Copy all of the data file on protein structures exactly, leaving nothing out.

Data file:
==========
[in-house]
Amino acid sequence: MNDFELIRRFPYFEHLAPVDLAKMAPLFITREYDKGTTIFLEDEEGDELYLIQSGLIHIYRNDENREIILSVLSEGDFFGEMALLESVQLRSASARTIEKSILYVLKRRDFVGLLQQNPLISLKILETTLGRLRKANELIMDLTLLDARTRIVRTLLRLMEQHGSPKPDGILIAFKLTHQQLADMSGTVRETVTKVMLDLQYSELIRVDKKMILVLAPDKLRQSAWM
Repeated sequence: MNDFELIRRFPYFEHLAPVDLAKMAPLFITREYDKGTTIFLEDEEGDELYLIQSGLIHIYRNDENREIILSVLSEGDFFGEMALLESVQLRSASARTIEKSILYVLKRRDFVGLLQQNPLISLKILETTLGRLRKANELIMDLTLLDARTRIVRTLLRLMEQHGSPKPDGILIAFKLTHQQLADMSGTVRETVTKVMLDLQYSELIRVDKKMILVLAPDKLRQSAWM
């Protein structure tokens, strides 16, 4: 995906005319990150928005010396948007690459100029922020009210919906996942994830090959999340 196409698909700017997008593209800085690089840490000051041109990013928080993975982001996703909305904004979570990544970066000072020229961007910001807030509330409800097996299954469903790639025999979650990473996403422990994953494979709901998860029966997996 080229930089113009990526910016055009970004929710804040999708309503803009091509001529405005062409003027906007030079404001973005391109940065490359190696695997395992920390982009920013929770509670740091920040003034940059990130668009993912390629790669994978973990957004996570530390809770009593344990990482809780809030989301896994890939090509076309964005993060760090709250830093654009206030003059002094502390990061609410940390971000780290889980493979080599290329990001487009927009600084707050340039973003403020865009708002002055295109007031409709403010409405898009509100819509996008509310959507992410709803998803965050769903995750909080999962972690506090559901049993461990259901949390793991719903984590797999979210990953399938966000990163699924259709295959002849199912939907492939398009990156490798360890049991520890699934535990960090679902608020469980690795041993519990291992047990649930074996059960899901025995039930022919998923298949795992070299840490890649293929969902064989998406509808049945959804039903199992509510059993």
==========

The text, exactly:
[in-house]
Amino acid sequence: MNDFELIRRFPYFEHLAPVDLAKMAPLFITREYDKGTTIFLEDEEGDELYLIQSGLIHIYRNDENREIILSVLSEGDFFGEMALLESVQLRSASARTIEKSILYVLKRRDFVGLLQQNPLISLKILETTLGRLRKANELIMDLTLLDARTRIVRTLLRLMEQHGSPKPDGILIAFKLTHQQLADMSGTVRETVTKVMLDLQYSELIRVDKKMILVLAPDKLRQSAWM
Repeated sequence: MNDFELIRRFPYFEHLAPVDLAKMAPLFITREYDKGTTIFLEDEEGDELYLIQSGLIHIYRNDENREIILSVLSEGDFFGEMALLESVQLRSASARTIEKSILYVLKRRDFVGLLQQNPLISLKILETTLGRLRKANELIMDLTLLDARTRIVRTLLRLMEQHGSPKPDGILIAFKLTHQQLADMSGTVRETVTKVMLDLQYSELIRVDKKMILVLAPDKLRQSAWM
């Protein structure tokens, strides 16, 4: 995906005319990150928005010396948007690459100029922020009210919906996942994830090959999340 196409698909700017997008593209800085690089840490000051041109990013928080993975982001996703909305904004979570990544970066000072020229961007910001807030509330409800097996299954469903790639025999979650990473996403422990994953494979709901998860029966997996 080229930089113009990526910016055009970004929710804040999708309503803009091509001529405005062409003027906007030079404001973005391109940065490359190696695997395992920390982009920013929770509670740091920040003034940059990130668009993912390629790669994978973990957004996570530390809770009593344990990482809780809030989301896994890939090509076309964005993060760090709250830093654009206030003059002094502390990061609410940390971000780290889980493979080599290329990001487009927009600084707050340039973003403020865009708002002055295109007031409709403010409405898009509100819509996008509310959507992410709803998803965050769903995750909080999962972690506090559901049993461990259901949390793991719903984590797999979210990953399938966000990163699924259709295959002849199912939907492939398009990156490798360890049991520890699934535990960090679902608020469980690795041993519990291992047990649930074996059960899901025995039930022919998923298949795992070299840490890649293929969902064989998406509808049945959804039903199992509510059993």